Dare I say it, compared to last year the weather over the last few months has been quite bearable for most of us, but let’s face it if the climate was hot all year it would be very boring and gardening would be much more of a challenge.
If you are a meteorologist then spring starts on the 1st March, whilst astrologists consider the date of the spring equinox to be the start of spring, which this year will be 20th March. Whichever you choose this month heralds the start of spring and should give us a spring in our step and a joy in our hearts as the plants in our gardens renew their friendships with us by bursting into growth.
In our efforts to complete the tidying up of our gardens the lawn is often neglected, but a little time spent attending to the lawn this month will help it through the seasons ahead. If parts or indeed all of your lawn is looking decidedly sparse then it might be a good idea to re-turf, and now is a good time to complete that. First of all it’s important to establish why the lawn looks shabby and deal with issues of poor drainage, low, overhanging branches of shrubs or trees and check the ph as most grass species struggle if the soil is very acid. Unless the soil is very compacted there is no need to dig to a full spade depth, I prefer to work it with a fork breaking the surface and soil to a depth of about 10 – 15 cm (4 to 6 inches), if you grew tomatoes in grow-bags or pots last year then the remaining contents of rooty compost can be used as a great soil conditioner, rub it through your hands and spread over the area where you intend to lay the lawn, sprinkle a light dressing general fertiliser over the site and rake in. It is important to firm the soil before turfing as this will ensure that the resulting surface is flat and even. Laying the turf is fairly straight forward providing you have a flat even area to work on. If you can get hold of a scaffolding plank or two, these will make the job much easier, lay the first row of turf and put the plank on the turf, this will help firm the turf evenly and avoid big footprint depressions. as you lay a row move the plank forward. Try to lay the turf in a bonded pattern, much like the bricks on a house wall, this will help the lawn knit together better.
There should be enough moisture in the soil to avoid the need for watering but if the turf is dry or we have a very dry spell then it’s a good idea to water the lawn. Trim the edges where the lawn meets the border, you can put any trimmings on the compost heap, they will rot down and mix with your garden compost.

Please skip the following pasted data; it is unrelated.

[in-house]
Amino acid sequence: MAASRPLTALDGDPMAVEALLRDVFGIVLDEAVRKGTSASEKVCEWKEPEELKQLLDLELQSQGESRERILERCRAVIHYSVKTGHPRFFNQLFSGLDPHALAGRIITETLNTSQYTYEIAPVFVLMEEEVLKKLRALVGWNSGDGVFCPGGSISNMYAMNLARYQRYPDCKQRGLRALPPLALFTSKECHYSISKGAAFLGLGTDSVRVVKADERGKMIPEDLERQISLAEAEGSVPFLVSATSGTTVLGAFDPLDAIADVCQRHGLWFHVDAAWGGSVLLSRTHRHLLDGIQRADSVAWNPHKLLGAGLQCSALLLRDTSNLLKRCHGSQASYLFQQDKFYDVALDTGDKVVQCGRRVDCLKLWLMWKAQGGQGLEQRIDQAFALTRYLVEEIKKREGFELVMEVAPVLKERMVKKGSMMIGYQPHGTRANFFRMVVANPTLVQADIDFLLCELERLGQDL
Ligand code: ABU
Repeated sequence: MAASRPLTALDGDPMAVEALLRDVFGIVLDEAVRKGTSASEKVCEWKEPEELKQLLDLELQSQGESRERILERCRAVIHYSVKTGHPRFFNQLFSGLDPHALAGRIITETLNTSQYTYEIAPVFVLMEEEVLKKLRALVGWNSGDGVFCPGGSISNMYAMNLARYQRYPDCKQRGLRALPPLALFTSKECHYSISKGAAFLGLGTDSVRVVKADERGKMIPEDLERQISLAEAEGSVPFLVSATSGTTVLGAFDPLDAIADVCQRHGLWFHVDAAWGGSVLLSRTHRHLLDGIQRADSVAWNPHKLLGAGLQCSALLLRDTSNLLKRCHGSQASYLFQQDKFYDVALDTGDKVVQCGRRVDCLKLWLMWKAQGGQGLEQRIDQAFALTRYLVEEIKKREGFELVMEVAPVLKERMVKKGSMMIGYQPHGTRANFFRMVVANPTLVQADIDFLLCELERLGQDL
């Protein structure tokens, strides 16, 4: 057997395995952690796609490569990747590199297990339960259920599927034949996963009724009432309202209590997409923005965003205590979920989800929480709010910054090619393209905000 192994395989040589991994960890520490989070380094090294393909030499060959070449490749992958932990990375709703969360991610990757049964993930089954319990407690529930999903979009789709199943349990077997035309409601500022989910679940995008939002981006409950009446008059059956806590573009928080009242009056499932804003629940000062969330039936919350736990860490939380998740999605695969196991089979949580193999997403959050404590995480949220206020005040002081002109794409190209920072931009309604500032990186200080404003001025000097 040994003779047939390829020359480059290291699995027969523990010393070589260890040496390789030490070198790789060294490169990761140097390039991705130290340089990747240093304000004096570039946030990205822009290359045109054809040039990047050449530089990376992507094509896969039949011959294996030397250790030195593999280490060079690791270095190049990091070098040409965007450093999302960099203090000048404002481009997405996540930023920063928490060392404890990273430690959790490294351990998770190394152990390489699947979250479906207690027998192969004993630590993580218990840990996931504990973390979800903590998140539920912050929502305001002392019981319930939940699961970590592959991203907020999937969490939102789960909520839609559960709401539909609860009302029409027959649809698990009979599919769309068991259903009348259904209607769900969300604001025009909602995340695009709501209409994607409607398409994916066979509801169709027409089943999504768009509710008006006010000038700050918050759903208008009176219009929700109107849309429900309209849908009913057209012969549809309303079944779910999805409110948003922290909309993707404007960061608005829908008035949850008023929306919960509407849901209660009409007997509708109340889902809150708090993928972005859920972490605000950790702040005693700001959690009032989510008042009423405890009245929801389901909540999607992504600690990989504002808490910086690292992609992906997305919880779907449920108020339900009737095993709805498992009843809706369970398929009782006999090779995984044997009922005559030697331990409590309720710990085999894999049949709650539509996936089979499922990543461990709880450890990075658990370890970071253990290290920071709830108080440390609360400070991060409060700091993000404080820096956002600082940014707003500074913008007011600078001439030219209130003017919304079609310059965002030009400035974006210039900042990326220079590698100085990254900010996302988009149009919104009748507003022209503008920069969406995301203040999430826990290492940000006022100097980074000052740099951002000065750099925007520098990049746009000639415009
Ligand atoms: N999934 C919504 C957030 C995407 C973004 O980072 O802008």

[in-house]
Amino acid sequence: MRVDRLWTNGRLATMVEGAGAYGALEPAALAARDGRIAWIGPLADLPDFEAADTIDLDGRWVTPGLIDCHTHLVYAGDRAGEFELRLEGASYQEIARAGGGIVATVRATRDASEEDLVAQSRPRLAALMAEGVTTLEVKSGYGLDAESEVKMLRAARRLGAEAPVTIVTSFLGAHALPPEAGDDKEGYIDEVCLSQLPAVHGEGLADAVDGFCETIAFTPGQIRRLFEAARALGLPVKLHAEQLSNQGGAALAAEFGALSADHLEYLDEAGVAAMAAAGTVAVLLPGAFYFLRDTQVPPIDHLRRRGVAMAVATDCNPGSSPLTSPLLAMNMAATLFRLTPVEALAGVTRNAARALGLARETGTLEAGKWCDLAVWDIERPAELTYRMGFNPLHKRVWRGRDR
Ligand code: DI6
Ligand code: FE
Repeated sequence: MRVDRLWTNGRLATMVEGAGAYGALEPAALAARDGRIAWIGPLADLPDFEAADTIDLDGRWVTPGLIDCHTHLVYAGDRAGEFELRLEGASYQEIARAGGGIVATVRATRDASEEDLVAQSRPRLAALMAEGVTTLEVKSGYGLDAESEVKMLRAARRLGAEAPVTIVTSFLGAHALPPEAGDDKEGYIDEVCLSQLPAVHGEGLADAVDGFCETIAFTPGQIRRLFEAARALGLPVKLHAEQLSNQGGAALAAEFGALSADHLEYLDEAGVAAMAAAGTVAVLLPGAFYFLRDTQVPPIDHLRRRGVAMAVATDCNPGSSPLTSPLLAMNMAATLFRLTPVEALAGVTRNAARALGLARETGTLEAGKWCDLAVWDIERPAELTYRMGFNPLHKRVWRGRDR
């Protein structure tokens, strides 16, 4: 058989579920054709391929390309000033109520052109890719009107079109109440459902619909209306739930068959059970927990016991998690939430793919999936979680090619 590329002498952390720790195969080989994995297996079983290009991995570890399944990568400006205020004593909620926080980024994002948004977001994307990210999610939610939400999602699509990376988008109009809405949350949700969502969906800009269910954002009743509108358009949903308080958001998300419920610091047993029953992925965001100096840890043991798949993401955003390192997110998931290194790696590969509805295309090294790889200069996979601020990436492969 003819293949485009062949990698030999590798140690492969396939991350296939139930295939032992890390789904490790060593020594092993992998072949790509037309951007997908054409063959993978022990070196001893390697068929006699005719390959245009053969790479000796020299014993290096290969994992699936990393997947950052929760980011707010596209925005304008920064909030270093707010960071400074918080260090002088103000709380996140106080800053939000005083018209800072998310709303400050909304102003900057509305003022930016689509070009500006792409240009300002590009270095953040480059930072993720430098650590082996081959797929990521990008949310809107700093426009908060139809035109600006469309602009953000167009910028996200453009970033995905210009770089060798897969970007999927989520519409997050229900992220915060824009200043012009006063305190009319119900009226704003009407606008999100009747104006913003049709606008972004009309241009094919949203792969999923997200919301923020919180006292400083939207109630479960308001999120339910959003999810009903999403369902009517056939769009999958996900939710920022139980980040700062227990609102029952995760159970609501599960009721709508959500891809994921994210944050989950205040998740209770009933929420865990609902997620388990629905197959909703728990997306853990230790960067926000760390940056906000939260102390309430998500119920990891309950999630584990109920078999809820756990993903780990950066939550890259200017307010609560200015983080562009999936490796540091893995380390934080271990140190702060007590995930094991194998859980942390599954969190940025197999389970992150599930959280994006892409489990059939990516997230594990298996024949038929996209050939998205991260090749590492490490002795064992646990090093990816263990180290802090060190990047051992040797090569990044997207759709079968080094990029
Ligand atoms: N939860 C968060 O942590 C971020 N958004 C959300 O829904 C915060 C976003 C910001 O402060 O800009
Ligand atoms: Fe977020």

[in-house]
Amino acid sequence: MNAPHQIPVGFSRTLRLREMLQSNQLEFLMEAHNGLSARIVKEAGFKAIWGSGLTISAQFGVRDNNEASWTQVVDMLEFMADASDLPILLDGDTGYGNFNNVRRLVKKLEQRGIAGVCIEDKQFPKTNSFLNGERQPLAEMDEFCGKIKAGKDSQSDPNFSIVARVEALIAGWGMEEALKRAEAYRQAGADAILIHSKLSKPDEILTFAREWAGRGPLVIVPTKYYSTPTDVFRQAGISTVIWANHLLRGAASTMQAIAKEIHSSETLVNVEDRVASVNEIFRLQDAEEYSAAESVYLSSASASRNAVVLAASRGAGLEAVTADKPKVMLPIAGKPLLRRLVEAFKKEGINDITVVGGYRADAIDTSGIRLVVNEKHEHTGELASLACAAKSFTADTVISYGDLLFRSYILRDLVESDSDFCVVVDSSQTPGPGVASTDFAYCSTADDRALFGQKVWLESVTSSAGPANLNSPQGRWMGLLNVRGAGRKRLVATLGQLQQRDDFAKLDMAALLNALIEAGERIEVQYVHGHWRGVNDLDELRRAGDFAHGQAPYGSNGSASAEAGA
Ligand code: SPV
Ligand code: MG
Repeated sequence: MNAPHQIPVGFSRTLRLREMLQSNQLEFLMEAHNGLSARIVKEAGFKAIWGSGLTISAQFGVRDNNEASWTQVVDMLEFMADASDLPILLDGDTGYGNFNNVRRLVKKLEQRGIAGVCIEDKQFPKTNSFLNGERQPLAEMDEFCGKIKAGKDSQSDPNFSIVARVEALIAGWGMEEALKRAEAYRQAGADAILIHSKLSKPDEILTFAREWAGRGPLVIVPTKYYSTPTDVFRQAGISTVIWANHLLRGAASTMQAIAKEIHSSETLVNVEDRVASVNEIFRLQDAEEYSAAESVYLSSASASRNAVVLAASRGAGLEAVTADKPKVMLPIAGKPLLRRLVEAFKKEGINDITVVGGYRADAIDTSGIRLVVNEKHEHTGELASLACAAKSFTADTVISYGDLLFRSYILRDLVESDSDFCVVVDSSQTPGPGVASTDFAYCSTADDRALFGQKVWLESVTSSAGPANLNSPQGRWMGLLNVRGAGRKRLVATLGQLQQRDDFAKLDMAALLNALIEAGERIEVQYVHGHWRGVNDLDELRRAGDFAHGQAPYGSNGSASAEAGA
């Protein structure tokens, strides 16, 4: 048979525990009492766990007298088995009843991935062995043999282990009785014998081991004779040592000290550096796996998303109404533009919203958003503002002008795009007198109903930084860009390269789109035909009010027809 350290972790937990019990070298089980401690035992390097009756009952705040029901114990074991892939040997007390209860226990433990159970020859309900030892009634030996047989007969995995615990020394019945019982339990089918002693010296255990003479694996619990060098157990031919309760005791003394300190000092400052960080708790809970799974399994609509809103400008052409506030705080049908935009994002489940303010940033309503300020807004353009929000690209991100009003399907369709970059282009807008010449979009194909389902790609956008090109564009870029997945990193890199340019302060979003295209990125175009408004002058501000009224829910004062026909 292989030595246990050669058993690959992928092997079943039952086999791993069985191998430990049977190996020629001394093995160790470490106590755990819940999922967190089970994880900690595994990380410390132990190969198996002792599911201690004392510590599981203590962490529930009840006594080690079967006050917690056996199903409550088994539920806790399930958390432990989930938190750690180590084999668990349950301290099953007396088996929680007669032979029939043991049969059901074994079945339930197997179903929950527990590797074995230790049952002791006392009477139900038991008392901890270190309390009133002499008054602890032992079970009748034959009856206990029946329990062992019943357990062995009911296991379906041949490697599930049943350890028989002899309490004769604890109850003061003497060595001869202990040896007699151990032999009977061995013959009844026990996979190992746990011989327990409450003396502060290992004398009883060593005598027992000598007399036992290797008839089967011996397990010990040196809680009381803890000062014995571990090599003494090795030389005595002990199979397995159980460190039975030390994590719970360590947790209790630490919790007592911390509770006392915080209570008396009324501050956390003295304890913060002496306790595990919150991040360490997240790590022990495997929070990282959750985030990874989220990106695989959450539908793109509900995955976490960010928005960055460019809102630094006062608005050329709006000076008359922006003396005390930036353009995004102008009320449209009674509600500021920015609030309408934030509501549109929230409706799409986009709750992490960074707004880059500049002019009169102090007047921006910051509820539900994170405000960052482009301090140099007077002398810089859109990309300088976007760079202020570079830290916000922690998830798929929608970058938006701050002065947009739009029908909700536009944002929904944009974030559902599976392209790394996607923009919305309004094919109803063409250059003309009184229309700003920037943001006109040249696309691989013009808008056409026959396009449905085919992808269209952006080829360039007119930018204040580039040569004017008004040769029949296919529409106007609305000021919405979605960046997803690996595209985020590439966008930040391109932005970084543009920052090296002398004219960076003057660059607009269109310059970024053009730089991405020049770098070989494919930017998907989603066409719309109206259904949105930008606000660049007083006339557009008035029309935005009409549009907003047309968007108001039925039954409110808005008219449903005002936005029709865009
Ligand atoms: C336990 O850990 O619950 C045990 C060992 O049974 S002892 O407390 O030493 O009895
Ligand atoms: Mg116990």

There is much written about planting bulbs for spring display but often in our enthusiasm to scrutinise emerging plants, plan our summer bedding and annual displays we overlook the opportunity to add to the displays with summer flowering bulbs such as Gladioli, Lilies, Begonias, Pineapple lily (Eucomis), Foxtail lily (Eremurus), to name but a few. Some may require early protection or benefit form starting off in pots, but all will provide a striking addition to your garden or container displays. Most nurseries and garden centres are at this time of year brimming with pre-packed flowering bulbs, corms and tubers but if you can, check through the packaging to make sure the bulbs are firm and showing no signs of rot.
They will be on the dry side and benefit from watering just after planting, or in the case of rooty tubers (Dahlias, Foxtail Lily and the like) it’s a good idea to soak them in a bucket for an hour before planting.
As an apprentice, one of my old head gardeners told me that although it is desirable to remove weeds, roots and all, it is more important to stop them flowering, so if you are short of time try to remove the flower heads, until you have time to deal with them properly. There is a gardener’s anecdote that says ‘One season’s seeds will bring seven years of weeds’, such is the volume of seed many produce. They can also survive in the soil much longer than ornamental plant seed, some for many years, only emerging when you turn over the soil.
Next Month, sowing hardy annuals outdoors, feeding soft fruit, salad containers.